[He was] Russian, as were most of the members. It was an émigré organization recruited from Russian émigrés for the most part, as well as others from the USSR and Eastern Europe….

They concluded that it was in the after-dinner coffee, that in some fashion Soviet agents managed to get this poison into his coffee cup, and no one else’s. The rest of us felt that somehow we had escaped with our lives because another way of poisoning would have been simply to poison one of the dishes, which we all ate.

Indeed there was some suspicion that one or more at the table were infiltrated Soviet agents and we were spared general poisoning because the Soviet KGB did not wish to sacrifice its own.

I don’t know how they did it, and I decided I really didn’t want to know particularly, and I wasn’t going to press the issue. Having completed my assignment to report on the conference, I didn’t want to have anything more to do with the organization. I assume the Soviet intelligence services had infiltrated the organization, or had bribed somebody on the kitchen staff, or a waiter. Who knows?

And this could not have been a sudden, last-minute operation. My guess is that the organization had been infiltrated thoroughly for some time, its leader had been targeted earlier, and that knowing its ambitious expansion program the Soviets decided that at the conclusion of this conference they shake the cage brutally to cut it short.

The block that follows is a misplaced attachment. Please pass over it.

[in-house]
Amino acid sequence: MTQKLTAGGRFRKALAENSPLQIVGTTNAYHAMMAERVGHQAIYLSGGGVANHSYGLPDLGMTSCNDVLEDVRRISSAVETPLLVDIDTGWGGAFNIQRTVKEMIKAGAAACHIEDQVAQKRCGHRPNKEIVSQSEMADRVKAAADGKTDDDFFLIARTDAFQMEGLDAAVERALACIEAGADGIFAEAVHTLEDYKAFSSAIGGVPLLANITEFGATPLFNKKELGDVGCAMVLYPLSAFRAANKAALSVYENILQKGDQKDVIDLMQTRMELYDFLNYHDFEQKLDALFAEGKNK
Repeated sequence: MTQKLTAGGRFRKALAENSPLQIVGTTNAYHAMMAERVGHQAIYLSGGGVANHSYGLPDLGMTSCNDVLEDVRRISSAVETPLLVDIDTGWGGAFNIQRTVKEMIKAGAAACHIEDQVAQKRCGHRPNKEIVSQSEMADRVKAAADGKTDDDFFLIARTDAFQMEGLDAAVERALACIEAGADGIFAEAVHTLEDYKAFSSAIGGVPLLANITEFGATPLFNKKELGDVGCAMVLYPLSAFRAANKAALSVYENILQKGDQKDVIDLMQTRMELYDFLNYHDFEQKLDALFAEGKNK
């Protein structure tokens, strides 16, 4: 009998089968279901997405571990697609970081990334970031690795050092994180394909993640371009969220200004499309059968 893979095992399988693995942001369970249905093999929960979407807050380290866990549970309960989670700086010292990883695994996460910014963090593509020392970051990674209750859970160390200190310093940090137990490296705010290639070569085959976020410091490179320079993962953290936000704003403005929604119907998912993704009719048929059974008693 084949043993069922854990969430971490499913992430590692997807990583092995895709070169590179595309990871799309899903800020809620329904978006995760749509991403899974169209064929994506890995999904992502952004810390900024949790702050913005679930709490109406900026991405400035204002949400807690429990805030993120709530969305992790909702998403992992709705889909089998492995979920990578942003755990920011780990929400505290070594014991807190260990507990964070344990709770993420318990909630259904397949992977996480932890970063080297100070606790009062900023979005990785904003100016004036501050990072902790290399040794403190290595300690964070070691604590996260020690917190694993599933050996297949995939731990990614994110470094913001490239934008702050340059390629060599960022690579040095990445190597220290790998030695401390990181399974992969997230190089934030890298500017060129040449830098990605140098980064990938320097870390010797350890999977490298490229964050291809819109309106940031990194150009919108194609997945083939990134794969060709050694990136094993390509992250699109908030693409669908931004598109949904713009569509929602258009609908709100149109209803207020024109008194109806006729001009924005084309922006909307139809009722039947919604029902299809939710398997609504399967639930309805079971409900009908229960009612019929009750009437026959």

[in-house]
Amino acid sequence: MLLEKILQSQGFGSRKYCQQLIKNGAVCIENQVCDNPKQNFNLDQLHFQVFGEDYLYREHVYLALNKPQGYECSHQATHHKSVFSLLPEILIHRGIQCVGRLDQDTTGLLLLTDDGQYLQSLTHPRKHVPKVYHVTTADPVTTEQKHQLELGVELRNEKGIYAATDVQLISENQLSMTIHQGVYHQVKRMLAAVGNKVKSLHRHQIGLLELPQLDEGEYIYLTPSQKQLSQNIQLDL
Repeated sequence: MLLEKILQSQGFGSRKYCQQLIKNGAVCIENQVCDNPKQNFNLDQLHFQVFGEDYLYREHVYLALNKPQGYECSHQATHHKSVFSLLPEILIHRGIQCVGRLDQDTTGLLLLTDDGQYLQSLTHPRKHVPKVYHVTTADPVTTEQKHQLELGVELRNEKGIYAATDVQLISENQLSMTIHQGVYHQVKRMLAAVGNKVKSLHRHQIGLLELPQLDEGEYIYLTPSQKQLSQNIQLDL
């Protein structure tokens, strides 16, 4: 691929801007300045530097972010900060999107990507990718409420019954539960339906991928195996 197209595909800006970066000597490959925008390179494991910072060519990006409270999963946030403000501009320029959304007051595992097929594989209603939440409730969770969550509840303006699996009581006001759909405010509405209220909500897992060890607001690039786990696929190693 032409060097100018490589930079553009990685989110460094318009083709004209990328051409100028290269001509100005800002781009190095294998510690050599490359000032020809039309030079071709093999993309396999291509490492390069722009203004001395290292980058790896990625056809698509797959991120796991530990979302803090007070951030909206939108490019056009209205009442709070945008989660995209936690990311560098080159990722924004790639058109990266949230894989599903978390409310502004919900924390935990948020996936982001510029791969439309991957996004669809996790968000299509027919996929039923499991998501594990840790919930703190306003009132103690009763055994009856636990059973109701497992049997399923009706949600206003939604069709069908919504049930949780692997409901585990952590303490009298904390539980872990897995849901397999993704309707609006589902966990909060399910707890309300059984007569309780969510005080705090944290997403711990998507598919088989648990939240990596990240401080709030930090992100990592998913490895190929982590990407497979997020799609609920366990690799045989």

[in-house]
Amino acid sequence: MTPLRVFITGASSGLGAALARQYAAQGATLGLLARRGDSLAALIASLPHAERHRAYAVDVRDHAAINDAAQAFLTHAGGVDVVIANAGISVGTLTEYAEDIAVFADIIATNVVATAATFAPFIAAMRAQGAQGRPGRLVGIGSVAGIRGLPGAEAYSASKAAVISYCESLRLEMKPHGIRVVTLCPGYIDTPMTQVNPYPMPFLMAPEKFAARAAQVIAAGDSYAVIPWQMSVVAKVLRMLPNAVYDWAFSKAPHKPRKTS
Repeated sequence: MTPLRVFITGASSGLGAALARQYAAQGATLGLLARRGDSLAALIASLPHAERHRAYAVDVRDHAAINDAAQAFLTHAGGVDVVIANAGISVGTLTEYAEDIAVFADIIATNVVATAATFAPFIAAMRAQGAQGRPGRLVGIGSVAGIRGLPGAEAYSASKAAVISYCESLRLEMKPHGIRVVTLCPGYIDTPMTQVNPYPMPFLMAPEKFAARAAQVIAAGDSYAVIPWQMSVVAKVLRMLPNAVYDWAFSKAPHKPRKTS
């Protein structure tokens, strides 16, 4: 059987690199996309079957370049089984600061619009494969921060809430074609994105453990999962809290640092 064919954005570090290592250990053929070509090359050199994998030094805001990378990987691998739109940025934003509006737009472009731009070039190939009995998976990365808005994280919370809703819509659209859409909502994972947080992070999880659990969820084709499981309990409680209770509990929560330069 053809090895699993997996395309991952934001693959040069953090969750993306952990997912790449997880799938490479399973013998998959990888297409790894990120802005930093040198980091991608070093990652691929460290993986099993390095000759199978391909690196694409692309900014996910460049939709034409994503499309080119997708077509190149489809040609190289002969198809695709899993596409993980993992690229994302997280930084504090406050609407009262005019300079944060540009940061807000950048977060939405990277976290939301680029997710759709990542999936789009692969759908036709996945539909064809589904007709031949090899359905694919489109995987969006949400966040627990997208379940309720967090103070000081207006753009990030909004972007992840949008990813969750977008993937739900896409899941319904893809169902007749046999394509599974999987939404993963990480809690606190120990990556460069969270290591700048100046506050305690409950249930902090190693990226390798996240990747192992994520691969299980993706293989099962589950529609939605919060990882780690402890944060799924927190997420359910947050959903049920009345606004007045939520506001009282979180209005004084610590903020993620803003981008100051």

It is not as though the Soviet Government did not have many sworn enemies spread around the world. The NTS expansion program probably had some promise, although perhaps less than the Soviets feared. My hunch is that the NTS continued to receive some support but under a much tighter rein. I think it ultimately dissolved or disintegrated and lost its function in life. 

I was poisoned and got violently ill”

Robert J. Martens, Embassy Moscow, 1956-1958 

MARTENS: This was the height of the Cold War. This was a period when there was almost no contact between East and West. The Iron Curtain atmosphere of that period was something that is unimaginable nowadays, or would have been unimaginable in 1965 or even 1960. There were no tourists going to the Soviet Union. There were no outsiders of any kind. The only people there were the embassy, which was very small, and a few correspondents who were–a great many of whom were married to Russians, and had been stuck there since the beginning of World War II.”….

One had no contacts of any real depth with the Soviet population. People were scared to death. You also didn’t want to have any second meetings with anybody because they very likely would be in serious trouble as a result….

I began to travel, and you had to apply… two weeks in advance… to go anywhere outside the 25-mile, or 40-kilometer limit, around Moscow. You had to ask permission and wait for about two weeks to see whether you got permission or not. Frequently you would be denied, but at other times, perhaps with changes in the schedule, you would get an itinerary approved. It got so I was applying for travel all the time — as soon as I got back from one trip, I would put in for another one. So I ended up with a tremendous amount of travel.….